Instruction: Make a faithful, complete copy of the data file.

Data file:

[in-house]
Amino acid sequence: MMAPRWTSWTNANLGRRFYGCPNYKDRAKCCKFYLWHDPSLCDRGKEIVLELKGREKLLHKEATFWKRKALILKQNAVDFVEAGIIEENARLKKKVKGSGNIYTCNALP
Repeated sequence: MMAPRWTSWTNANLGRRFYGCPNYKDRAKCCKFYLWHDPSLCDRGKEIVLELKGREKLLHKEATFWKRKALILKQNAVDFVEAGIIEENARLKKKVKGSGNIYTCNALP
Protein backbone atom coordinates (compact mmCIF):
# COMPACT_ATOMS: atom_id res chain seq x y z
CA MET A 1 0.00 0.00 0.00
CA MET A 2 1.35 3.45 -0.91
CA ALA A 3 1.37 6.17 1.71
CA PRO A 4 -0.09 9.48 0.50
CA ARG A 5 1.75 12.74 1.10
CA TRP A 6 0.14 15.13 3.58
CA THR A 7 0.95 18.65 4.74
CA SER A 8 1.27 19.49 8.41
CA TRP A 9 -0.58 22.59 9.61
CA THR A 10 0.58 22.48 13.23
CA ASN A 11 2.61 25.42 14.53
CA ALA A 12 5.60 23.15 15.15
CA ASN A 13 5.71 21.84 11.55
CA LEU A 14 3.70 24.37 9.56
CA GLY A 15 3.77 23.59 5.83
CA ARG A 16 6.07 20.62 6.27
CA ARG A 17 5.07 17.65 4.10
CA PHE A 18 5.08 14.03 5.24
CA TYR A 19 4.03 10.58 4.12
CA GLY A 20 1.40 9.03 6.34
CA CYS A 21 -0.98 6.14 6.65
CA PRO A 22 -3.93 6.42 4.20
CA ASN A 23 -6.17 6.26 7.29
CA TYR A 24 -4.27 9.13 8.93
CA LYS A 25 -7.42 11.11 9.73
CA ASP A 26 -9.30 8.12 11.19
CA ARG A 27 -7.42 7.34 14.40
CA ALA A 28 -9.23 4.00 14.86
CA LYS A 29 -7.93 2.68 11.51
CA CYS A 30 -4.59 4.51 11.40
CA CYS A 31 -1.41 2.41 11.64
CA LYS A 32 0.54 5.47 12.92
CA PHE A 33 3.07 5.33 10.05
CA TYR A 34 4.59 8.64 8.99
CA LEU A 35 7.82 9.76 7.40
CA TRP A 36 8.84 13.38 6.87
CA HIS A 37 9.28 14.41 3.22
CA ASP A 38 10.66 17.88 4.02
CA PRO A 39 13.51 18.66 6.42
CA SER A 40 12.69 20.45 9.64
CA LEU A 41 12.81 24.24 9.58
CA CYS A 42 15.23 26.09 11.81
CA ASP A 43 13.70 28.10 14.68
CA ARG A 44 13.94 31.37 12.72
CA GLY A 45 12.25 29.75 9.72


[in-house]
Amino acid sequence: MMAPRWTSWTNANLGRRFYGCPNYKDRAKCCKFYLWHDPSLCDRGKEIVLELKGREKLLHKEATFWKRKALILKQNAVDFVEAGIIEENARLKKKVKGSGNIYTCNALP
Repeated sequence: MMAPRWTSWTNANLGRRFYGCPNYKDRAKCCKFYLWHDPSLCDRGKEIVLELKGREKLLHKEATFWKRKALILKQNAVDFVEAGIIEENARLKKKVKGSGNIYTCNALP
Protein backbone atom coordinates (compact mmCIF):
# COMPACT_ATOMS: atom_id res chain seq x y z
CA MET A 1 0.00 0.00 0.00
CA MET A 2 1.35 3.45 -0.91
CA ALA A 3 1.37 6.17 1.71
CA PRO A 4 -0.09 9.48 0.50
CA ARG A 5 1.75 12.74 1.10
CA TRP A 6 0.14 15.13 3.58
CA THR A 7 0.95 18.65 4.74
CA SER A 8 1.27 19.49 8.41
CA TRP A 9 -0.58 22.59 9.61
CA THR A 10 0.58 22.48 13.23
CA ASN A 11 2.61 25.42 14.53
CA ALA A 12 5.60 23.15 15.15
CA ASN A 13 5.71 21.84 11.55
CA LEU A 14 3.70 24.37 9.56
CA GLY A 15 3.77 23.59 5.83
CA ARG A 16 6.07 20.62 6.27
CA ARG A 17 5.07 17.65 4.10
CA PHE A 18 5.08 14.03 5.24
CA TYR A 19 4.03 10.58 4.12
CA GLY A 20 1.40 9.03 6.34
CA CYS A 21 -0.98 6.14 6.65
CA PRO A 22 -3.93 6.42 4.20
CA ASN A 23 -6.17 6.26 7.29
CA TYR A 24 -4.27 9.13 8.93
CA LYS A 25 -7.42 11.11 9.73
CA ASP A 26 -9.30 8.12 11.19
CA ARG A 27 -7.42 7.34 14.40
CA ALA A 28 -9.23 4.00 14.86
CA LYS A 29 -7.93 2.68 11.51
CA CYS A 30 -4.59 4.51 11.40
CA CYS A 31 -1.41 2.41 11.64
CA LYS A 32 0.54 5.47 12.92
CA PHE A 33 3.07 5.33 10.05
CA TYR A 34 4.59 8.64 8.99
CA LEU A 35 7.82 9.76 7.40
CA TRP A 36 8.84 13.38 6.87
CA HIS A 37 9.28 14.41 3.22
CA ASP A 38 10.66 17.88 4.02
CA PRO A 39 13.51 18.66 6.42
CA SER A 40 12.69 20.45 9.64
CA LEU A 41 12.81 24.24 9.58
CA CYS A 42 15.23 26.09 11.81
CA ASP A 43 13.70 28.10 14.68
CA ARG A 44 13.94 31.37 12.72
CA GLY A 45 12.25 29.75 9.72